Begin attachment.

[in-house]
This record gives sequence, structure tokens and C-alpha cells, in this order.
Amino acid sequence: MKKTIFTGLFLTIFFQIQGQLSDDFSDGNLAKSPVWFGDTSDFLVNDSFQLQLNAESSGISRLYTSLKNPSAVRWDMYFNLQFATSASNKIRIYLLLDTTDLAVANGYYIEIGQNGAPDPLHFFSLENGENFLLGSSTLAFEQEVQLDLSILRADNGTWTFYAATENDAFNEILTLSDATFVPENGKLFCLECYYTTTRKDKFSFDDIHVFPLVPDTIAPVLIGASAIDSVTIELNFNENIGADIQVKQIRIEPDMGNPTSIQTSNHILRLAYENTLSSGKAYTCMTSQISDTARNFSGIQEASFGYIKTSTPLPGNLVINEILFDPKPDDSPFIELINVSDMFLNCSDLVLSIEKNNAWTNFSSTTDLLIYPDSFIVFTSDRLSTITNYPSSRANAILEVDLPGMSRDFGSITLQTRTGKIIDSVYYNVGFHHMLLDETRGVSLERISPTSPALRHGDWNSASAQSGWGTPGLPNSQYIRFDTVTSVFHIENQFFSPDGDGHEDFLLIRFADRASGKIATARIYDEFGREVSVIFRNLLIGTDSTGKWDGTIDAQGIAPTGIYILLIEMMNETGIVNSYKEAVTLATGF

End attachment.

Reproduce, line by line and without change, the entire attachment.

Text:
[in-house]
This record gives sequence, structure tokens and C-alpha cells, in this order.
Amino acid sequence: MKKTIFTGLFLTIFFQIQGQLSDDFSDGNLAKSPVWFGDTSDFLVNDSFQLQLNAESSGISRLYTSLKNPSAVRWDMYFNLQFATSASNKIRIYLLLDTTDLAVANGYYIEIGQNGAPDPLHFFSLENGENFLLGSSTLAFEQEVQLDLSILRADNGTWTFYAATENDAFNEILTLSDATFVPENGKLFCLECYYTTTRKDKFSFDDIHVFPLVPDTIAPVLIGASAIDSVTIELNFNENIGADIQVKQIRIEPDMGNPTSIQTSNHILRLAYENTLSSGKAYTCMTSQISDTARNFSGIQEASFGYIKTSTPLPGNLVINEILFDPKPDDSPFIELINVSDMFLNCSDLVLSIEKNNAWTNFSSTTDLLIYPDSFIVFTSDRLSTITNYPSSRANAILEVDLPGMSRDFGSITLQTRTGKIIDSVYYNVGFHHMLLDETRGVSLERISPTSPALRHGDWNSASAQSGWGTPGLPNSQYIRFDTVTSVFHIENQFFSPDGDGHEDFLLIRFADRASGKIATARIYDEFGREVSVIFRNLLIGTDSTGKWDGTIDAQGIAPTGIYILLIEMMNETGIVNSYKEAVTLATGF